HindustanTimes Wed,17 Sep 2014

One man band

Nanki Singh, Hindustan Times   February 11, 2014
First Published: 10:07 IST(11/2/2014) | Last Updated: 10:19 IST(11/2/2014)

While most of us can barely wrap our heads around being able to learn even one musical instrument properly, French musician Riton (real name Eric) is a self-taught composer, songwriter and a multiinstrumentalist whose instruments of choice include the guitar, bass guitar, foot drums and harmonica — to name a few. In the city on Monday along with his friend and producer/ sound engineer Paik (real name Oliver) for a performance at the Alliance Française, Sector 36, Chandigarh, he talks about being a solo artist.


Influenced by the likes of Bob Dylan, Riton, who was born in Marseilles, says the town’s cultural diversity and disparity between the wealthy and the poor had an impact on him during his formative years. “I saw that difference and wanted to try and bridge the gap,” says he. While this may seem like a claim too idealistic, he believes that there is still love and hope amongst people.

Paik adds that positivity is not something to be taken lightly, adding that “at the very least, we can talk about the problems affecting the world and get the people to listen through our songs”.

While he has experimented with various genres including reggae, dub, hip-hop, trance, electro and rock, Riton’s current style can be described as a mix of blues and hip-hop. “This particular fusion exists in places such as the US, but I don’t think anyone else in France is doing it,” he says. The man’s musical abilities don’t just stop at being a singer and multi-instrumentalist though, for he records and mixes the songs in his own studio, making him a one-man army as Paik laughingly explains, “Riton is like a mad scientist in a lab when he’s in his studio, always hunting for the right ingredient to make the perfect mix. He even forgoes sleep sometimes.”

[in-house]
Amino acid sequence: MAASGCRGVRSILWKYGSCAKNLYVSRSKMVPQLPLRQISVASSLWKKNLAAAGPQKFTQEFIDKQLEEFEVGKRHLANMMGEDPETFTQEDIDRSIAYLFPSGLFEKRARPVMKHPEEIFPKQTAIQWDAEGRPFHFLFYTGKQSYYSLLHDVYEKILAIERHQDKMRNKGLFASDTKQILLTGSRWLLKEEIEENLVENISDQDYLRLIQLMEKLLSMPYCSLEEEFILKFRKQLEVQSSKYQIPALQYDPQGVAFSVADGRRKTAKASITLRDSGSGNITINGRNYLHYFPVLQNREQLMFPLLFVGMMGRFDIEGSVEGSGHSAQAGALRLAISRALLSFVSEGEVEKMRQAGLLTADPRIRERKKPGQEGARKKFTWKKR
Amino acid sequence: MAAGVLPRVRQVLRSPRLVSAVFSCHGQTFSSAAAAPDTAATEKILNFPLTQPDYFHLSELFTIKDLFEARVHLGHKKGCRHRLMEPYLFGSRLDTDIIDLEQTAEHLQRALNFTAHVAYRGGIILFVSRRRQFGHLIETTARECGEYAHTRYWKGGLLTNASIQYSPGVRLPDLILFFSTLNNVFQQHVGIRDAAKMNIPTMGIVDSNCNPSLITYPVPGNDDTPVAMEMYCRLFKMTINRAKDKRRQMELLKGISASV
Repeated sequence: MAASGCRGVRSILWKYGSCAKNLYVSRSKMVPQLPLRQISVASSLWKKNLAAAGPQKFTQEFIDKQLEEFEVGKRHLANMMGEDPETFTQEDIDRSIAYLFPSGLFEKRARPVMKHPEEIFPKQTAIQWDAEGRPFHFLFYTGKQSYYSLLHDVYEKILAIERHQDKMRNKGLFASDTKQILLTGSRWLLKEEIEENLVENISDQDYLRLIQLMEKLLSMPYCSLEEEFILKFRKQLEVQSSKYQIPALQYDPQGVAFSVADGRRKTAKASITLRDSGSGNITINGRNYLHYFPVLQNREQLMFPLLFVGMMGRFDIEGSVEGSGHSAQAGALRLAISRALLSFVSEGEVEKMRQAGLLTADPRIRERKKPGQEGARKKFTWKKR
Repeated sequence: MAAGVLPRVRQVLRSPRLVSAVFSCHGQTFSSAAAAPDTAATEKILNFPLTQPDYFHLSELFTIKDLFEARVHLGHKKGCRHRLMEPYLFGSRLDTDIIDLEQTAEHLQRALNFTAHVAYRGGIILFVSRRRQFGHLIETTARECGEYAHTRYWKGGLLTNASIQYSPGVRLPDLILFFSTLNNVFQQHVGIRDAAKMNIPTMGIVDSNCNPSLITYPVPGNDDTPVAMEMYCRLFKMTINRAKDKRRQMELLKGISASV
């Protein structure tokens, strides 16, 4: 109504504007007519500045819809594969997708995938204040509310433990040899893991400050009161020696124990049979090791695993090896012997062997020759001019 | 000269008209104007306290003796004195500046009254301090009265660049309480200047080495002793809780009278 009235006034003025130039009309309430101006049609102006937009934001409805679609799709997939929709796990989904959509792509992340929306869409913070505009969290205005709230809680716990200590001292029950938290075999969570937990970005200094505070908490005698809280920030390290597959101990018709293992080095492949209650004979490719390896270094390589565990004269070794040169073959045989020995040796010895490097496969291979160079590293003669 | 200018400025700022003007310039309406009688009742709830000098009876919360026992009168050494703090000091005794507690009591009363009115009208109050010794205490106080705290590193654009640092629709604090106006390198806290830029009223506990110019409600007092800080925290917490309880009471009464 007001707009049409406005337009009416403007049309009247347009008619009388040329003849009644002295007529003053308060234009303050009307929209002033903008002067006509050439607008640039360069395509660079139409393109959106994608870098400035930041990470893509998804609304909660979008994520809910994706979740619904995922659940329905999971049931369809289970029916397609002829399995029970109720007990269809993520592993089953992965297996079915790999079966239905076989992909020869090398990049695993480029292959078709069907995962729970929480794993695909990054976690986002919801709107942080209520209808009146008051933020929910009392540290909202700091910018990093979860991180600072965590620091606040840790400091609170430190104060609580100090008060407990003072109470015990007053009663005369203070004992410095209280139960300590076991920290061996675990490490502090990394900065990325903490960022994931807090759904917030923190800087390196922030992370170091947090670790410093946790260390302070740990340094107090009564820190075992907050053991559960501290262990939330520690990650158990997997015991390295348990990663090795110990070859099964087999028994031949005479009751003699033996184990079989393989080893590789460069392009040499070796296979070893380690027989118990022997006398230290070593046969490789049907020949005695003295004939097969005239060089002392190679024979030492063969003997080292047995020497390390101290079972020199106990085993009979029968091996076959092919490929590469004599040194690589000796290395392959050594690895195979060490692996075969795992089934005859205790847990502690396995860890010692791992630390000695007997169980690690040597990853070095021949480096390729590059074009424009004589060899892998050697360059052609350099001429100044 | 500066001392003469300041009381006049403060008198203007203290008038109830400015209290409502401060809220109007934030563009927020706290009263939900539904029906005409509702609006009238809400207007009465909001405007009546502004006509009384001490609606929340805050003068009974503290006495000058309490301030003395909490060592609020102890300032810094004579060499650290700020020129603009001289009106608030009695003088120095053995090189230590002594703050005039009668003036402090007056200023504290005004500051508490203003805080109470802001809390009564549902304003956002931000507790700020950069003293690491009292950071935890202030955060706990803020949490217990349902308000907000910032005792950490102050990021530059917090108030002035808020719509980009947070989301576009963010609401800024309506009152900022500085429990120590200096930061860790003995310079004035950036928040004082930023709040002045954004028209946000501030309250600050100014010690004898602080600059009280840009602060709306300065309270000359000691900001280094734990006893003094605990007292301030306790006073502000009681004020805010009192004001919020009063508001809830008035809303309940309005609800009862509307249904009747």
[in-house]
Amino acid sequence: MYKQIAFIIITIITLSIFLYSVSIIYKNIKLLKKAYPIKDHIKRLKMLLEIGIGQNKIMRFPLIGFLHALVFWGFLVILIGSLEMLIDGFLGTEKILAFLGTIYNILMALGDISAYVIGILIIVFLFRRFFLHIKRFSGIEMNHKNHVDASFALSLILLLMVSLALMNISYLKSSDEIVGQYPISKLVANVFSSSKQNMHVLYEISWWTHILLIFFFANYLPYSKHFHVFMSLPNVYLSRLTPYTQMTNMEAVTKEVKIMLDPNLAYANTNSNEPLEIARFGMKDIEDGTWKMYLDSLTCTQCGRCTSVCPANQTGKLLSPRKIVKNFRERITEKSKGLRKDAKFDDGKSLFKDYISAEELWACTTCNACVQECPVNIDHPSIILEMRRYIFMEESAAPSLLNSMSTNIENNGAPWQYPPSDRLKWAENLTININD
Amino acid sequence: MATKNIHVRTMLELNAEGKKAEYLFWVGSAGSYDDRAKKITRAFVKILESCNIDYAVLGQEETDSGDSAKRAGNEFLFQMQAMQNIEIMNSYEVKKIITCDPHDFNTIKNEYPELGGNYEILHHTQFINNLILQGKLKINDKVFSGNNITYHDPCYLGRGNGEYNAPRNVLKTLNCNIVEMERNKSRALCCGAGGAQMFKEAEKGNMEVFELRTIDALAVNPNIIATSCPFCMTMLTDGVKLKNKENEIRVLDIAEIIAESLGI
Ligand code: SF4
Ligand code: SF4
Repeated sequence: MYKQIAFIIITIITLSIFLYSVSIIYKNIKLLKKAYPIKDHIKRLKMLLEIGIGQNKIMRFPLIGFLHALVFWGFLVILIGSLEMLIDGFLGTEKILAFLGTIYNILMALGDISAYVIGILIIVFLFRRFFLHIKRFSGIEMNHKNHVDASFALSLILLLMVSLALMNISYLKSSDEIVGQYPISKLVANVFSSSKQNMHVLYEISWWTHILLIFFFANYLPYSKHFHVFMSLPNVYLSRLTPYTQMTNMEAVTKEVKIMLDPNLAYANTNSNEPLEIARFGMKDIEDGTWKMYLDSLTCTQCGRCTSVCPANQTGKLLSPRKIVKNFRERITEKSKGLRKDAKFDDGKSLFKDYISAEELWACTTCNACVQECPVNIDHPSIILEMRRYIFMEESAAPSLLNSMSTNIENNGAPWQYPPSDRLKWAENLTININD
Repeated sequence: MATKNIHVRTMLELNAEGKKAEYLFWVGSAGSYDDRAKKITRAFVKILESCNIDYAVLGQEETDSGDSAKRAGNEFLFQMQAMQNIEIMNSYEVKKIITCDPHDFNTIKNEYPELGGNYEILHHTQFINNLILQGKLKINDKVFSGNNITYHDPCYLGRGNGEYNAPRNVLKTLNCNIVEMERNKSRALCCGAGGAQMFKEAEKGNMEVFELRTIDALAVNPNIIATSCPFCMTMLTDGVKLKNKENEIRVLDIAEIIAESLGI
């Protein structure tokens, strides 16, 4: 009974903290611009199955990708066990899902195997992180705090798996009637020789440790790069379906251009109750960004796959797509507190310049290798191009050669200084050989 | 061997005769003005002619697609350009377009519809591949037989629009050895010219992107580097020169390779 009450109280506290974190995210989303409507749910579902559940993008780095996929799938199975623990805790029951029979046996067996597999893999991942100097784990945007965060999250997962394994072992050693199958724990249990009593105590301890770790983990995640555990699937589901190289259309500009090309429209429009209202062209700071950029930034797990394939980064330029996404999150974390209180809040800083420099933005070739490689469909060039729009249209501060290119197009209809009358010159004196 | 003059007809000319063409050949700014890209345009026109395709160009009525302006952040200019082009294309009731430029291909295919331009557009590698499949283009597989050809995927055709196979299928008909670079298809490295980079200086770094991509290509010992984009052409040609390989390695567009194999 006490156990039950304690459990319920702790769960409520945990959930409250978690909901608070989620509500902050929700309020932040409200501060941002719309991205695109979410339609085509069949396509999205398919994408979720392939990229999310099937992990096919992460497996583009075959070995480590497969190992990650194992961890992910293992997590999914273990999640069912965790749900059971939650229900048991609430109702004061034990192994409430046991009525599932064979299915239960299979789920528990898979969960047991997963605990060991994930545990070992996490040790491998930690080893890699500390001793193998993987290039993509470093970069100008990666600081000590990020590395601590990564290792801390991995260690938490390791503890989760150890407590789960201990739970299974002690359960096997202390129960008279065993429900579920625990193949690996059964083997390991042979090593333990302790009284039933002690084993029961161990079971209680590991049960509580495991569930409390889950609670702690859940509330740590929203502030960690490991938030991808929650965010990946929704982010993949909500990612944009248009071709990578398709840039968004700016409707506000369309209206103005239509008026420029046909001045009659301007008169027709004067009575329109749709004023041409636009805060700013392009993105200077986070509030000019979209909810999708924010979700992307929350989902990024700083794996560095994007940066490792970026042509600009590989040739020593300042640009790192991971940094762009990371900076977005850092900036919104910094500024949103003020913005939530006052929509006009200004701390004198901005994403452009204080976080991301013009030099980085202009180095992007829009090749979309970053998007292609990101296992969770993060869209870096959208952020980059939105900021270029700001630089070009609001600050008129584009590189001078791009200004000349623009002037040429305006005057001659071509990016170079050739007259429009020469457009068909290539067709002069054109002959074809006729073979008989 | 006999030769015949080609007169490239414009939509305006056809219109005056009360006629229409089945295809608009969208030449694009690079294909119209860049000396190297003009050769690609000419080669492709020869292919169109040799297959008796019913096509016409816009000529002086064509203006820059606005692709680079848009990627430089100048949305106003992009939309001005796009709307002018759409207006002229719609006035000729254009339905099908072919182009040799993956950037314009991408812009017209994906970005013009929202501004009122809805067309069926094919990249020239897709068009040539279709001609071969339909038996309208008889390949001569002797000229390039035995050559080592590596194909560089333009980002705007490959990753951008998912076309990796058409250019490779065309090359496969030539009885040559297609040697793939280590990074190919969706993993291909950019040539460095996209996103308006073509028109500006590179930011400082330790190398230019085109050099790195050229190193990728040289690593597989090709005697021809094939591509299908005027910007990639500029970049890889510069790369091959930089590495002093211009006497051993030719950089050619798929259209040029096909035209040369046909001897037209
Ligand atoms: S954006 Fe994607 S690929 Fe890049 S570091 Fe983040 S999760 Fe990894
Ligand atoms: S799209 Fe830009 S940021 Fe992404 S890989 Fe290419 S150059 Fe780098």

Though the idea of a one-man band seems a little odd in the burgeoning band scene where even lone singers have bands backing them up, Riton prefers to think of it as travelling without the extra baggage. “I have no restrictions as to when and where I can travel for shows because I don’t have to take into account anyone else’s plans. It’s quite relieving actually,” smiles the man who has been dubbed by the French press as the “man with a real storytelling talent”. After 15 years of collaborating with various French artists and African musician Oumar Kouyate, Riton now returns to being a lone wolf preferring to hole himself up in his studio with just his instruments for company.

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